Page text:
, Salem, MA


July 10, 2014

On The Run column: Level Renner provides runners with an alternative publication

As the popularity of running grows, so does the amount of literature dedicated to it. There are plenty of books, magazines and websites about running, but one Boston-area publication is doing its part to give runners a different point of view.

Since August 2011, Level Renner has taken a literary approach to writing about running. Editor and publisher Kevin Balance of Norwood took his inspiration from the Hockomock Swamp Rat, an unorthodox magazine published by Peter Wallan that covered the New England running scene until the summer of 2010.

“I created Level Renner in an attempt to fill the void created when HSR stopped publication,” said Balance, who has been a competitive runner since childhood and had no publishing experience before launching the magazine.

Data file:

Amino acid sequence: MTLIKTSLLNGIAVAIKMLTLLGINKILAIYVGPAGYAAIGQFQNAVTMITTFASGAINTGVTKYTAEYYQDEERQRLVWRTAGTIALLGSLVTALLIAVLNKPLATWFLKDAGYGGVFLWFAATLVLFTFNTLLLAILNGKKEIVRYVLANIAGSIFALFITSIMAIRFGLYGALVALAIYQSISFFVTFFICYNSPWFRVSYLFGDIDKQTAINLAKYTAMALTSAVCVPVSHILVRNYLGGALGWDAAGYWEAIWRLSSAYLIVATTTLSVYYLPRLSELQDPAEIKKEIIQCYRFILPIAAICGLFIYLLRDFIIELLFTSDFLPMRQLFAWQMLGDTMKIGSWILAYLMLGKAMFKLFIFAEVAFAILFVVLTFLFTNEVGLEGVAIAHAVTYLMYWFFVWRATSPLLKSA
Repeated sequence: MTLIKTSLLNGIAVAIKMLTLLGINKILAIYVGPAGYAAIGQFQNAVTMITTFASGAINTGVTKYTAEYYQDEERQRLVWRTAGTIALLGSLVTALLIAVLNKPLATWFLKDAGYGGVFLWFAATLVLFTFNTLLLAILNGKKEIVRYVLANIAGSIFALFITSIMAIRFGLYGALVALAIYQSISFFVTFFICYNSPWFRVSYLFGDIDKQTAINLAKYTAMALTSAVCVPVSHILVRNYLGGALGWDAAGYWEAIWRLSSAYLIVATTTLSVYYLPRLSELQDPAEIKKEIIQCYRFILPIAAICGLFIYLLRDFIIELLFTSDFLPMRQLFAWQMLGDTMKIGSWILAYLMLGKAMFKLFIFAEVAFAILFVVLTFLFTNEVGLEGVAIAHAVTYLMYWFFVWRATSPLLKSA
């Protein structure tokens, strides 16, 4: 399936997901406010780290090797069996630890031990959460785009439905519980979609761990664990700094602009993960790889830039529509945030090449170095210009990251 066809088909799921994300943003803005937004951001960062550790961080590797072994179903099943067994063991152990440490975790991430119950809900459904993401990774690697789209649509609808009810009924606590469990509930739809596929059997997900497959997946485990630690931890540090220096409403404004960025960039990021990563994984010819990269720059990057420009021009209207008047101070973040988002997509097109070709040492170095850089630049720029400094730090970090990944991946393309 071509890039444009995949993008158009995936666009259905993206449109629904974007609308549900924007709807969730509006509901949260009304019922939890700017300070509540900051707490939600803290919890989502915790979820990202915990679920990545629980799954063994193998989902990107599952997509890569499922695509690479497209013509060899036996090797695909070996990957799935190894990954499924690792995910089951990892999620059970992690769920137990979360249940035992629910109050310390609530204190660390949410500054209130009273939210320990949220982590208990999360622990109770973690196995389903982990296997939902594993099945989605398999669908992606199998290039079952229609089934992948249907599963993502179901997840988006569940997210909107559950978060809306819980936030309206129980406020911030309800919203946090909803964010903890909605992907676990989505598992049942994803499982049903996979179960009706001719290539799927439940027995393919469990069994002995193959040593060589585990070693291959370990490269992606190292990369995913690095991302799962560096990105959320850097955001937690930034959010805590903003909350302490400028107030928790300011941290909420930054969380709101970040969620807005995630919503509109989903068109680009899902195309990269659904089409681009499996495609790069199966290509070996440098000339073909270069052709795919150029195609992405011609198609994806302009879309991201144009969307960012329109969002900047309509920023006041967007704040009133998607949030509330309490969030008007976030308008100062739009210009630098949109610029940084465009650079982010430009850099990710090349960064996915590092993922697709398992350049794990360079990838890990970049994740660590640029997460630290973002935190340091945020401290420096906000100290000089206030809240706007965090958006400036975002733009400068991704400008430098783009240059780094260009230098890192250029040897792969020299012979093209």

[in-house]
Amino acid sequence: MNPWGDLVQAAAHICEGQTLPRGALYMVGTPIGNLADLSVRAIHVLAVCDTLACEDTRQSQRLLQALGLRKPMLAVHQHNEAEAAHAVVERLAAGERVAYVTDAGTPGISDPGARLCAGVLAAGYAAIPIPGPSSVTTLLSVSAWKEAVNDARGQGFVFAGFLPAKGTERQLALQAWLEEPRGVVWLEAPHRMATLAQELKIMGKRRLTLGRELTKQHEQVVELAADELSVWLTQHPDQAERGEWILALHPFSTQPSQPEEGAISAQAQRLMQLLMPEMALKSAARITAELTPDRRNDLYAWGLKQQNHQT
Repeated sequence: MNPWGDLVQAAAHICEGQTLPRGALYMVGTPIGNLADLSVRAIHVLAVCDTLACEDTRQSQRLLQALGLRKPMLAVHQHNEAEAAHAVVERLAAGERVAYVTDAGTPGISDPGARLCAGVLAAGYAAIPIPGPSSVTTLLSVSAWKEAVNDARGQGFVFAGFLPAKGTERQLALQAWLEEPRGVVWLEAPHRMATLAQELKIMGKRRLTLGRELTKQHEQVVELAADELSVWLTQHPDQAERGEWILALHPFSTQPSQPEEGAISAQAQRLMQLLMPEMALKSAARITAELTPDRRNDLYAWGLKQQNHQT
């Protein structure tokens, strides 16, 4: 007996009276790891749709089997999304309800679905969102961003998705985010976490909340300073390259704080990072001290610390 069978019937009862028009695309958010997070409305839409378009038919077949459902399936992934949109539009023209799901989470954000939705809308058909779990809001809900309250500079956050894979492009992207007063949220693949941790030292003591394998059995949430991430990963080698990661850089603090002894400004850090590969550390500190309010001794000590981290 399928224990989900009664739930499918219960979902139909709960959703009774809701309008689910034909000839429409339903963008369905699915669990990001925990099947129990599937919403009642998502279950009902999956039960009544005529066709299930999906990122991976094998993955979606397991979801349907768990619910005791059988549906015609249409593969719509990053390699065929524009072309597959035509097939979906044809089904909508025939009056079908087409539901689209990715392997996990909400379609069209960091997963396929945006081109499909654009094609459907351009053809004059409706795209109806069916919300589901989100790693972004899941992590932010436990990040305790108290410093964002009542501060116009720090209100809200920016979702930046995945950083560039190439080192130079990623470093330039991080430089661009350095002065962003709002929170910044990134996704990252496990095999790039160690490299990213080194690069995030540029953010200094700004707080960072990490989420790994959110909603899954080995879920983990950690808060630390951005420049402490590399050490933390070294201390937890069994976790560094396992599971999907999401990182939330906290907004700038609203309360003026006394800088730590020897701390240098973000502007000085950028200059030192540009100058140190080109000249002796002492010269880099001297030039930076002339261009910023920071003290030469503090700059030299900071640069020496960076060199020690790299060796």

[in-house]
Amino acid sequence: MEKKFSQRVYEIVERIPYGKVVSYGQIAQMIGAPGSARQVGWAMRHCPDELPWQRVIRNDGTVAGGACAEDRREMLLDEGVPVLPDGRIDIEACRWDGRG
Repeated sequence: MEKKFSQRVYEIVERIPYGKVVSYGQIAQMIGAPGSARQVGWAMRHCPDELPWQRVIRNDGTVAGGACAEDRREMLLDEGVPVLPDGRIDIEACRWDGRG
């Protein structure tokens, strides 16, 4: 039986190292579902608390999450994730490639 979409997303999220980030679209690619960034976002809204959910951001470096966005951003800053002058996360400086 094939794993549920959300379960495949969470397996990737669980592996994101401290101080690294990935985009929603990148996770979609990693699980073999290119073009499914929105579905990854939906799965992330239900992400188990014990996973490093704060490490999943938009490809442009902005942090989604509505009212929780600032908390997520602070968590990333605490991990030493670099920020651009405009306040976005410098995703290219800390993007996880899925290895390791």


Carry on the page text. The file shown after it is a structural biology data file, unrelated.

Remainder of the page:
“The genesis of the Level also resides in a desire to put a spotlight on all of the great things runners are doing in our community, both on and off the roads. Putting in 80 miles per week while balancing a career and family isn’t easy, but people are doing it and this needs to be recognized. You can do it, too.”

Level Renner (the name itself is a literary reference to English poet Geoffrey Chaucer’s word for runner) is published six times per year and is available for free at, where readers can subscribe and receive notifications when a new issue PDF is available to download. The magazine (the latest issue is 36 pages) contains athlete profiles, running club information, columns (on nutrition, training and injury prevention) and other running-related material. The website is updated daily with breaking news, race reports and video clips.

Balance and web director/second-in-command Eric Narcisi (who also works as director of brand development at New England Running Company in Beverly) produce the magazine and website with the help of contributors, who provide articles, photography and artwork. There has never been any intention to print the magazine; it’s much more cost effective to produce it digitally, said Balance.

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